Hackney v. Commissioner of Social Security

Filing 24

ORDER signed by Senior Judge Joseph H. McKinley, Jr. on 4/27/21; adopting 21 Report and Recommendations: IT IS HEREBY ORDERED that the Court ADOPTS the Findings of Fact, Conclusions of Law, and Recommendation [DN 21 ], OVERRULES Plaintiff's Objections [DN 22 ], and AFFIRMS the decision of the Commissioner denying benefits to Plaintiff. A separate judgment shall be issued consistent with this Order. cc: Counsel(DJT)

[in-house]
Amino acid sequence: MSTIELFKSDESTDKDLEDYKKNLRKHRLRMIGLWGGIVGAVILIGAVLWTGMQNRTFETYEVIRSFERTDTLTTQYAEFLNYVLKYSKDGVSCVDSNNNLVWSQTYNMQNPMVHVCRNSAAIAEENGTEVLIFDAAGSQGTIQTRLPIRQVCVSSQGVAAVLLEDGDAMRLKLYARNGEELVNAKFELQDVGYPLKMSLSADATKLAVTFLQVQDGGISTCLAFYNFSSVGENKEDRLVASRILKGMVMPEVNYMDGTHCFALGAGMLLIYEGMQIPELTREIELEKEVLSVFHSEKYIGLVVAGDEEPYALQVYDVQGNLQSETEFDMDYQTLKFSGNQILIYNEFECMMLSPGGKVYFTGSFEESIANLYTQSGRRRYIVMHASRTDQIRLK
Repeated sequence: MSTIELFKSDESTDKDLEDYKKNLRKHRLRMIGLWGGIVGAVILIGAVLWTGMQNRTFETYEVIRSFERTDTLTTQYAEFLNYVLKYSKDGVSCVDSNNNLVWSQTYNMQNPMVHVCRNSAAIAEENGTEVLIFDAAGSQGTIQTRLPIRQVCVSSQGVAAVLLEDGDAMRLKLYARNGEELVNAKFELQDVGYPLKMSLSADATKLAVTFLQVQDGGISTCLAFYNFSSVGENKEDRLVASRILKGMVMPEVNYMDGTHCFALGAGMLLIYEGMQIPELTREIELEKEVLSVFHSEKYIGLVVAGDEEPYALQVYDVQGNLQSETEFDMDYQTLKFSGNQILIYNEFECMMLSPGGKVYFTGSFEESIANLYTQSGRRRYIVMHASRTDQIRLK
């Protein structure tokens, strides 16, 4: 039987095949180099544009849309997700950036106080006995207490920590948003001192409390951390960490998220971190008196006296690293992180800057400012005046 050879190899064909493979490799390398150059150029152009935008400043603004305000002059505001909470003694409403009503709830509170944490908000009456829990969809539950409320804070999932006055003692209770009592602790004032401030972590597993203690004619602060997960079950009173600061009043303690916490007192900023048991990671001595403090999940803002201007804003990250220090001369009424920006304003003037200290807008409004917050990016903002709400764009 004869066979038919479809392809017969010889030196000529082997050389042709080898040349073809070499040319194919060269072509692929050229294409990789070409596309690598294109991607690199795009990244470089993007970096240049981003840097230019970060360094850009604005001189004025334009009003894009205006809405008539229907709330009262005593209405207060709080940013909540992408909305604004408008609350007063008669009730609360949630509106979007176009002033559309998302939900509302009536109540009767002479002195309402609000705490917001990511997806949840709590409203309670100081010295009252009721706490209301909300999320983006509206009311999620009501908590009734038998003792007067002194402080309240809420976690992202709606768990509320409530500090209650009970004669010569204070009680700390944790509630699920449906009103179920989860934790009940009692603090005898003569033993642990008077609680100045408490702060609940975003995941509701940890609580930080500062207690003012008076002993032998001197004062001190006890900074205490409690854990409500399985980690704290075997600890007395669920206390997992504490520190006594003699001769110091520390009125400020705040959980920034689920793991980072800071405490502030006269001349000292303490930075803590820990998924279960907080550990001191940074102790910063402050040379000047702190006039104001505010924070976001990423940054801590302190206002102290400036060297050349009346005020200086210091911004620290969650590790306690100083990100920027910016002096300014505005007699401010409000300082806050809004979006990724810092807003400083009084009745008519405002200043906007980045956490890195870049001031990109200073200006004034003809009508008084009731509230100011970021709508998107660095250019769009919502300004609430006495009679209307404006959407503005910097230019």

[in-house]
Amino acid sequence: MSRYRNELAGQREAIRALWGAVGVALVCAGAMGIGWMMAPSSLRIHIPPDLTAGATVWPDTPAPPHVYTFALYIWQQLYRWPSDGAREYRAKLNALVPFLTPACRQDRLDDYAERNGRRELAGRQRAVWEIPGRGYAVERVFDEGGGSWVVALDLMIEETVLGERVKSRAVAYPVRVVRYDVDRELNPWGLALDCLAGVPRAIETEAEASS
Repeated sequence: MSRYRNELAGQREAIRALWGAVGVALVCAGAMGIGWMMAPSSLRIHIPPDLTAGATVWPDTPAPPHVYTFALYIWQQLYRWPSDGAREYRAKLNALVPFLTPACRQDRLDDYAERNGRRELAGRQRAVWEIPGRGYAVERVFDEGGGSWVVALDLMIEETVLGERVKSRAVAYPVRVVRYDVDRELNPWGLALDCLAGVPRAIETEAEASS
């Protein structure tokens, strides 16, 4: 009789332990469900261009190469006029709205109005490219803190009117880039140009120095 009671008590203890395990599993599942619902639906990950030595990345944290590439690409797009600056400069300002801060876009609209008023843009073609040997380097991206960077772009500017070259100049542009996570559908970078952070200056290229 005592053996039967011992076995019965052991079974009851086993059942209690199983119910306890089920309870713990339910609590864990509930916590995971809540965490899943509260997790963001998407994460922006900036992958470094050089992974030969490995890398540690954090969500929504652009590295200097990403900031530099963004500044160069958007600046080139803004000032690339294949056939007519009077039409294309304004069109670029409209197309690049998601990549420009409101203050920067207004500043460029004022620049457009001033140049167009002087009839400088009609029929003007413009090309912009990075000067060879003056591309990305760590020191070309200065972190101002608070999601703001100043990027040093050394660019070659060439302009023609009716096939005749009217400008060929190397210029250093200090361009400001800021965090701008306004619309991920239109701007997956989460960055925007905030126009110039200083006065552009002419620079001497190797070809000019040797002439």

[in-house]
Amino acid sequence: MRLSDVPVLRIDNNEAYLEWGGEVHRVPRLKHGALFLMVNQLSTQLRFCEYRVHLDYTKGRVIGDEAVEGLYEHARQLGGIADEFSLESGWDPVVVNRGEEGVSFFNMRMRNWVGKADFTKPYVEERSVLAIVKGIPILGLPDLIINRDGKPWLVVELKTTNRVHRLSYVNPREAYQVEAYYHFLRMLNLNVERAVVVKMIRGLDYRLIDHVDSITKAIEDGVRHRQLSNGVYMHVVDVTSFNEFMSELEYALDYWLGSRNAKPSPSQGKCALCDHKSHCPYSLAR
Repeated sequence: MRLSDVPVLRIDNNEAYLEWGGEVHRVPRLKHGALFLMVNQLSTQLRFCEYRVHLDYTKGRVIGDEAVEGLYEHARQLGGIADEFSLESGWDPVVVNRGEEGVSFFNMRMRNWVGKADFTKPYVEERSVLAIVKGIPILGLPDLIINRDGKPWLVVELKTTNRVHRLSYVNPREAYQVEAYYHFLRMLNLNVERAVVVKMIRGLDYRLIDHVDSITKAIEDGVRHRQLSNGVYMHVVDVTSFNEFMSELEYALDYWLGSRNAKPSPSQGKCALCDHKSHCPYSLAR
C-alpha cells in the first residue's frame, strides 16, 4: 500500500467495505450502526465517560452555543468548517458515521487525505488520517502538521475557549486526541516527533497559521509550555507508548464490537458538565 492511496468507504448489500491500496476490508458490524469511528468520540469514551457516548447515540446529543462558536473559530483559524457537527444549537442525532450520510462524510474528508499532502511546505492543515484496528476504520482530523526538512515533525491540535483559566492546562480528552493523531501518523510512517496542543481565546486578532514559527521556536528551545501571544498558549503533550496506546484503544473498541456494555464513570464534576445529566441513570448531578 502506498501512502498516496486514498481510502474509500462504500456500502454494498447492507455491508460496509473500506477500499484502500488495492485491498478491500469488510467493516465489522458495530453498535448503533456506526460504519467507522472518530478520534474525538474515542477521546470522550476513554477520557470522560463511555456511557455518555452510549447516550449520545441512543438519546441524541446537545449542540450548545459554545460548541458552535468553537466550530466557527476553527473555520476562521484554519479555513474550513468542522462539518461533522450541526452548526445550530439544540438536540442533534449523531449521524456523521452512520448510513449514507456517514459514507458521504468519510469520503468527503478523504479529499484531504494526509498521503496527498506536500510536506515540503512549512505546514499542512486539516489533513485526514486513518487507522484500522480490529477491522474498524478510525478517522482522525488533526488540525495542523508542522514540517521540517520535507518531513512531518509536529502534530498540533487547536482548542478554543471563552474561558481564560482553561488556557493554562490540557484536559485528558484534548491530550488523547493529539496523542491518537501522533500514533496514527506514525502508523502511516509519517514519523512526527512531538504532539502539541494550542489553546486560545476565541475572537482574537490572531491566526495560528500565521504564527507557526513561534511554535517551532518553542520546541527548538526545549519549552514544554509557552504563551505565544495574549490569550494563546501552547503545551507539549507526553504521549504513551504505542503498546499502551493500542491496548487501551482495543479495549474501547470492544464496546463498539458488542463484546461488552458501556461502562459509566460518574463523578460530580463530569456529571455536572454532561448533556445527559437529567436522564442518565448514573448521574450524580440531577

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UNITED STATES DISTRICT COURT WESTERN DISTRICT OF KENTUCKY OWENSBORO DIVISION CIVIL ACTION NO. 4:20CV-00051-JHM GELENA HACKNEY PLAINTIFF V. ANDREW SAUL, COMMISSIONER SOCIAL SECURITY ADMINISTRATION DEFENDANT ORDER Plaintiff Gelena Hackney brought this action pursuant to 42 U.S.C. § 405(g) to obtain judicial review of the Commissioner of Social Security’s decision to deny her claim for Social Security disability benefits. [DN 1]. The Court referred the action to the Magistrate Judge for a report and recommendation pursuant to 28 U.S.C. § 636. The Magistrate Judge recommended the Court affirm the Commissioner’s final decision denying benefits. [DN 21]. Hackney filed an Objection to the Magistrate Judge’s Findings of Fact, and Conclusions of Law, and Recommendation [DN 22], and the Commissioner responded [DN 23]. Background On November 3, 2016, Hackney filed an application for disability insurance benefits. After this claim was denied at the administrative level, Hackney was granted a hearing in front of an Administrative Law Judge (“ALJ”) on August 17, 2018. The ALJ denied Hackney’s claim in a decision dated April 8, 2019. Using the traditional five-step evaluation for disability benefits, see 20 C.F.R. § 404.1520, the ALJ made the following findings: First, Hackney had not engaged in substantial gainful activity since January 30, 2016, through her date last insured of March 31, 2017. Second, Hackney suffers from the following severe impairments: multiple fractures to the right upper extremity and bilateral lower extremities, status-post motor vehicle accident in January 2016. Third, Hackney’s impairments do not satisfy the clinical criteria of any impairment listed in Appendix 1 of the regulations. Fourth, Hackney has the residual functional capacity (“RFC”) to perform light work with certain limitations, but she is not capable of performing past relevant work. Finally, the ALJ concluded that Hackney was not disabled because she retains the ability to perform a significant number of jobs that exist in the national economy. Subsequently, the Appeals Council denied Hackney’s request for review of the ALJ’s decision. Hackney then filed a Complaint with this Court for judicial review of the Commissioner’s decision to deny her claim for Social Security disability benefits. Standard of Review It is well-settled that the Court reviews the objected-to portions of a report and recommendation de novo. 28 U.S.C. § 636(b)(1); see also Fed. R. Civ. P. 72(b). The Court’s “review of the Commissioner’s determination is, of course, more deferential.” Dillon v. Comm’r of Soc. Sec., No. 517CV00102TBRLLK, 2019 WL 4645580, at *1 (W.D. Ky. Sept. 24, 2019) (citing 42 U.S.C. § 405(g); Blakley v. Comm’r of Soc. Sec., 581 F.3d 399, 405 (6th Cir. 2009)). “The scope of that inquiry is limited to (1) ‘whether the findings of the ALJ are supported by substantial evidence’ and (2) ‘whether the ALJ applied the correct legal standards.’” Dillon, 2019 WL 4645580, at *1 (quoting Miller v. Comm’r of Soc. Sec., 811 F.3d 825, 833 (6th Cir. 2016)). “When substantial evidence supports an ALJ’s decision, we affirm even if we would have decided differently and even if substantial evidence also supports the opposite conclusion.” Francis v. Comm’r Soc. Sec. Admin., 414 F. App’x 802, 805 (6th Cir. 2011) (cleaned up). Discussion Hackney objects to the Magistrate Judge’s proposed findings and recommendations arguing that in both Step 3 and Step 5, “[t]he ALJ engaged in ‘cherry picking’ of medical 2 evidence to support her ultimate decision while failing to address contradicting evidence.” [DN 22 at 2–3, 5]. Hackney argues that at Step 3, the ALJ failed to consider or address evidence that demonstrated that she met the requirements for disability under Impairment Listing 1.06, and by not considering this evidence, the ALJ erred at Step 5 by creating an incomplete RFC. In support of her objections, Hackney first contends that the ALJ failed to adequately address specific medical records dated December 19 and 20, 2017, from Dr. Jeana Lee; January 3, 2018, from Dr. O’Neil; January 8, 2018, left tibia/fibula x-ray; March 6-8, 2018, hospital visit records; April 4, 2018, from Dr. James Yelton; and June 8, 2018, from Dr. Yelton. Hackney maintains that in addressing the same argument, the Magistrate Judge erred by simply stating that “contrary to Plaintiff’s accusation, the ALJ considered the above-mentioned evidence addressing her physical impairments in the relevant time frame” when the Magistrate Judge actually made no specific reference to six of the seven medical records. [DN 21]. Hackney argues that because the ALJ did not address this contradicting evidence in sufficient detail, the credibility analysis was fundamentally flawed and not supported by substantial evidence. The Court overrules this objection and finds that the ALJ properly evaluated the evidence and did not engage in cherry picking of the evidence. For example, the ALJ considered Exhibit 17F which includes both the April 4 and June 8, 2018, medical records from Dr. James Yelton. To the extent the medical evidence bore on the issue of whether Hackney was disabled prior to the date last insured, the ALJ considered the medical evidence provided after Hackney’s date last insured in addressing her physical impairments, the severity of her impairments, and her limitations set forth in the RFC assessment. Accordingly, the Court finds that the ALJ’s Step 3 and Step 5 determinations are supported by substantial evidence. Second, Hackney argues that the fact that some of the evidence in question was generated 3 after the date last insured does not obviate the ALJ’s obligation to address this evidence given that all the impairments and evidence stem from the automobile accident that occurred before the date last insured. Hackney maintains that because this evidence relates back to a period before the date last insured, it must be addressed. In response, the Commissioner contends that Hackney raises an entirely new argument in her objections to the Magistrate Judge’s recommendation: all the medical evidence from December 2017 through June 2018, which was generated after her date last insured, related back to the period at issue. Although Hackney references evidence which post-dates the relevant time period, the Sixth Circuit has explained that “‘evidence of disability obtained after the expiration of insured status is generally of little probative value.’” Sherrills v. Berryhill, No. 1:17CV00030, 2017 WL 5054736, at *5 (N.D. Ohio Oct. 26, 2017) (quoting Strong v. Soc. Sec. Admin., 88 F. App’x 841, 845 (6th Cir. 2004)). To be relevant to the disability decision, “[p]ost-expiration evidence must relate back to the claimant’s condition prior to the expiration of her date last insured.” Wirth v. Comm’r of Soc. Sec., 87 F. App’x. 478, 480 (6th Cir. 2003); see also Hauck v. Comm’r of Soc. Sec., No. 2:16-CV-970, 2017 WL 3276019, at *4 (S.D. Ohio August 2, 2017) (“Although consideration of evidence obtained after the date last insured is not prohibited, such evidence is only relevant to the extent that it relates back to the claimant’s condition prior to the expiration of his date last insured.” (cleaned up)); Weetman v. Sullivan, 877 F.2d 20, 22 (9th Cir. 1989) (deterioration in the claimant’s condition after the period of eligibility is irrelevant). Here, contrary to Hackney’s argument, some of the medical evidence submitted from December 2017 through June 2018 did not offer any insight into Hackney’s condition during the relevant period—January 30, 2016, through her date last insured of March 31, 2017. For example, the medical record from December 20, 2017, concerned a condition that appeared 4 earlier in that week—an abscess in her left leg. Similarly, the other records related to medical procedures undertaken to treat that condition or related to other issues presented after Hackney’s date last insured. Furthermore, even if Hackney experienced some changes in her condition in 2018, the evidence does not reflect that these changes relate back to the relevant period. See Chassar v. Comm’r of Soc. Sec., No. 2:17-CV-14144, 2019 WL 2035596, at *5 (E.D. Mich. Feb. 15, 2019) (“[W]hether Plaintiff is disabled now, even if as a result of her February 2012 motor vehicle accident, is irrelevant, if she has failed to establish that she suffered a severe impairment prior to her date late insured.”). As accurately noted by the Magistrate Judge, the ALJ expressly considered the medical evidence relevant to the determination of whether Hackney was disabled before the date last insured. Based on the foregoing, IT IS HEREBY ORDERED that the Court ADOPTS the Findings of Fact, Conclusions of Law, and Recommendation [DN 21], OVERRULES Plaintiff’s Objections [DN 22], and AFFIRMS the decision of the Commissioner denying benefits to Plaintiff. A separate judgment shall be issued consistent with this Order. cc: counsel of record April 27, 2021 5